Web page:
Digital Health’s September app and mobile round up involves an app to help those with Tinnitus, a glucose reader that will help diabetics and an early warning device for pregnant women.
Music for those with Tinnitus
A start-up, based in the north west of England, has launched an app to help those who suffer from Tinnitus. Founded by Jane McFerran, who also has the condition, Aurio helps mask the noise caused by Tinnitus and lets the user listener to their own music.
“I found, through trial and error and many long hours searching the internet, that if I used a Masker to block out my Tinnitus, I could start to function better as it took my mind off the continuous noise”, McFerran said.
“Aurio was therefore born as a concept to help other sufferers both manage their Tinnitus and also better be able to appreciate music, which for many of us is a passion taken away from us by the condition.”
Early warning device for pregnant women
The Cradle Vital Signs Alert is a hand held device which measures a pregnant woman’s vital signs, such as blood pressure and pulse, and alerts the user if the readings suggest something is awry. It has been shortlisted for the Plus Alliance Prize, and if it wins, will receive $50,000.
The $25 piece of technology is an attempt to decrease the number of women who die from pregnancy complications – 292,000 women across the world each year. In total, 6,700 of these devices have been successfully distributed and adopted in 15 low income countries.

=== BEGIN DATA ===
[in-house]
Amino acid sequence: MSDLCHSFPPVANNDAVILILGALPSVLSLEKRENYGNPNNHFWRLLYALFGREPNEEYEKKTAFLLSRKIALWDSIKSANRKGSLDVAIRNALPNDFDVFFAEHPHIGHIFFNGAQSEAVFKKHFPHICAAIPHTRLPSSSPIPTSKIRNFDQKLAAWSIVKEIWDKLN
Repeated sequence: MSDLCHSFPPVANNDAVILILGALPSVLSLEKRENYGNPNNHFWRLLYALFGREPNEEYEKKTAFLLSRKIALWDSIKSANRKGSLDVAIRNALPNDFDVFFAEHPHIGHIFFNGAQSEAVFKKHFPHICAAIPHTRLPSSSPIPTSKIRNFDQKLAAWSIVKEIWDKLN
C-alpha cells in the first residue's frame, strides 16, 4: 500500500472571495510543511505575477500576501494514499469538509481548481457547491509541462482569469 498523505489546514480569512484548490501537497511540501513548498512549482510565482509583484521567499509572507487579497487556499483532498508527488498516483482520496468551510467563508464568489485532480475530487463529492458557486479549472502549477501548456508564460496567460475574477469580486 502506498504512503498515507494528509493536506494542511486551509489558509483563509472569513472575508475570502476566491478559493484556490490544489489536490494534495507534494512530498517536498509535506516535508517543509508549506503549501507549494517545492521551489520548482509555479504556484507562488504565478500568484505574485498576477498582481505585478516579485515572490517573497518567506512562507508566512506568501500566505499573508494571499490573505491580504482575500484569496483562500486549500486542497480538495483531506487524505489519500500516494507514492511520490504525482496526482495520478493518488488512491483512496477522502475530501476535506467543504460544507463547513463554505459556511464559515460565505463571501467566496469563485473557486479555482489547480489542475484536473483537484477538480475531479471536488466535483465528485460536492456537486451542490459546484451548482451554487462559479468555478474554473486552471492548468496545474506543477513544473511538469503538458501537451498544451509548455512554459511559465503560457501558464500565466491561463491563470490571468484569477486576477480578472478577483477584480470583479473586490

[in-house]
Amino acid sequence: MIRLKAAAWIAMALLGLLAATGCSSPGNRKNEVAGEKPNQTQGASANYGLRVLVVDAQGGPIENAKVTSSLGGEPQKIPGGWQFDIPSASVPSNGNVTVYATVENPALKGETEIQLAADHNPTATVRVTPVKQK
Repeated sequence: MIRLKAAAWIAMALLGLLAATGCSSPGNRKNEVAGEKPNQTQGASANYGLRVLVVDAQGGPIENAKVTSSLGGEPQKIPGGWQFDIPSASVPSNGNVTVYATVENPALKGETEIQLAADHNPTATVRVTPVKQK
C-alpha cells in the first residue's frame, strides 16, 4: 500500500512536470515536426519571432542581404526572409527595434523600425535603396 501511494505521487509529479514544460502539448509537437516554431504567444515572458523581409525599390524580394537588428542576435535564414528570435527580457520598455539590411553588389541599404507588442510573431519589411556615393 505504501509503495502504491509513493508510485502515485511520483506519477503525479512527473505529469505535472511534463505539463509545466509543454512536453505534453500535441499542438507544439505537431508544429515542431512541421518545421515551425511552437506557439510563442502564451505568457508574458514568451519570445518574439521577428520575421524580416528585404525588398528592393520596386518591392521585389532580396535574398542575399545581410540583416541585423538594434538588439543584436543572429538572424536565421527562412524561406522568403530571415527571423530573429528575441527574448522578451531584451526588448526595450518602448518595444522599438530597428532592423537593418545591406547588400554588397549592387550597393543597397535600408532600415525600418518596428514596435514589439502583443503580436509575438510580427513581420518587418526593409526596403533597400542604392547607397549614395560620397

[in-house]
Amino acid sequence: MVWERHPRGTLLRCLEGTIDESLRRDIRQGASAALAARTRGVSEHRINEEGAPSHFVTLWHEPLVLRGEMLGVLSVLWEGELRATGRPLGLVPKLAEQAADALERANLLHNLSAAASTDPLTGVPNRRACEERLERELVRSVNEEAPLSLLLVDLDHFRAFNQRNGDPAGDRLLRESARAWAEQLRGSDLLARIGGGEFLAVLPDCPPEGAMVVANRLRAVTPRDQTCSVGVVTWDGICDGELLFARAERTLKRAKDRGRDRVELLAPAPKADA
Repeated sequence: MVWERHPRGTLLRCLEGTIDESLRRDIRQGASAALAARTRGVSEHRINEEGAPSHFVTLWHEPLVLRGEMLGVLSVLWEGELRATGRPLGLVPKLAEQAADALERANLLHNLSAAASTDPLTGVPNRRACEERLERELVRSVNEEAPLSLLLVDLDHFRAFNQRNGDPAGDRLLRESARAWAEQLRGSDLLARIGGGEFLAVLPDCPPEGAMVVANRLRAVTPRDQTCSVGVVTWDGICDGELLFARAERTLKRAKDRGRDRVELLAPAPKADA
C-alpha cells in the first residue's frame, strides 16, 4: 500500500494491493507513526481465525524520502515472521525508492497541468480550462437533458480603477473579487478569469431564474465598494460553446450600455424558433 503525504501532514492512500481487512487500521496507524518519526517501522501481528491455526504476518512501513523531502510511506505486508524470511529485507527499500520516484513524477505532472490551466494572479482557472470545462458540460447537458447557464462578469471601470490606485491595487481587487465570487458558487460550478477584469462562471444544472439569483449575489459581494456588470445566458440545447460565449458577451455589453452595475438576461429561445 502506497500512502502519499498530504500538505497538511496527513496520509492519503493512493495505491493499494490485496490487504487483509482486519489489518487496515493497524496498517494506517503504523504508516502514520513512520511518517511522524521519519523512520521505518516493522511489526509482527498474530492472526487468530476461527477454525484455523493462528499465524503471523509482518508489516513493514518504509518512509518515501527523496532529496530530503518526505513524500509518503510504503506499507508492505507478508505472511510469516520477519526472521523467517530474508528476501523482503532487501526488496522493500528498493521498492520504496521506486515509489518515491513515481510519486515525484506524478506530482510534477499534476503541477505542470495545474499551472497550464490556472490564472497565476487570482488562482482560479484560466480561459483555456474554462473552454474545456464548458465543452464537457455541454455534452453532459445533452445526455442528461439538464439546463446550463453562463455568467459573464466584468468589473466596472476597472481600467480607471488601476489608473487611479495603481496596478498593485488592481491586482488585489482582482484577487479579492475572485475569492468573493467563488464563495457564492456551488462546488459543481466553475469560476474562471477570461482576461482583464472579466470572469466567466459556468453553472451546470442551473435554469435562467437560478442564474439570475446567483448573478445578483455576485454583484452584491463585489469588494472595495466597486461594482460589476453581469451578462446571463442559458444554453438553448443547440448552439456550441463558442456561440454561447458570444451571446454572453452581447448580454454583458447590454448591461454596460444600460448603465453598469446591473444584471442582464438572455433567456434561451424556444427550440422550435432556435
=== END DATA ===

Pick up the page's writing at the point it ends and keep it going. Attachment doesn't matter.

Ada hits over 1.7 million health assessments
The health chat bot, Ada Health, has hit over 1.7 million assessments since launching in April. The app asks users questions about their symptoms and then the user decides if they would like to speak to a NHS GP on Ada’s Doctor Chat.
On average, an assessment is completed on Ada every 7 seconds; that’s 12,000 new assessments every day.
Glucose testing devices available on NHS
Wales Online reports that a glucose monitoring device is now available for free, for patients with diabetes in the NHS.
Dai Williams, national director of Diabetes UK Cymru, described the announcement as “fantastic news”.
“Not since the transition from urine testing to finger-prick testing has there been such potential to transform the lives of people living with Type 1 and Type 2 diabetes through technology.”
The device, called Freestyle Libre, measures blood sugar levels by placing a small sensor under the skin and then patients can scan it to read their levels.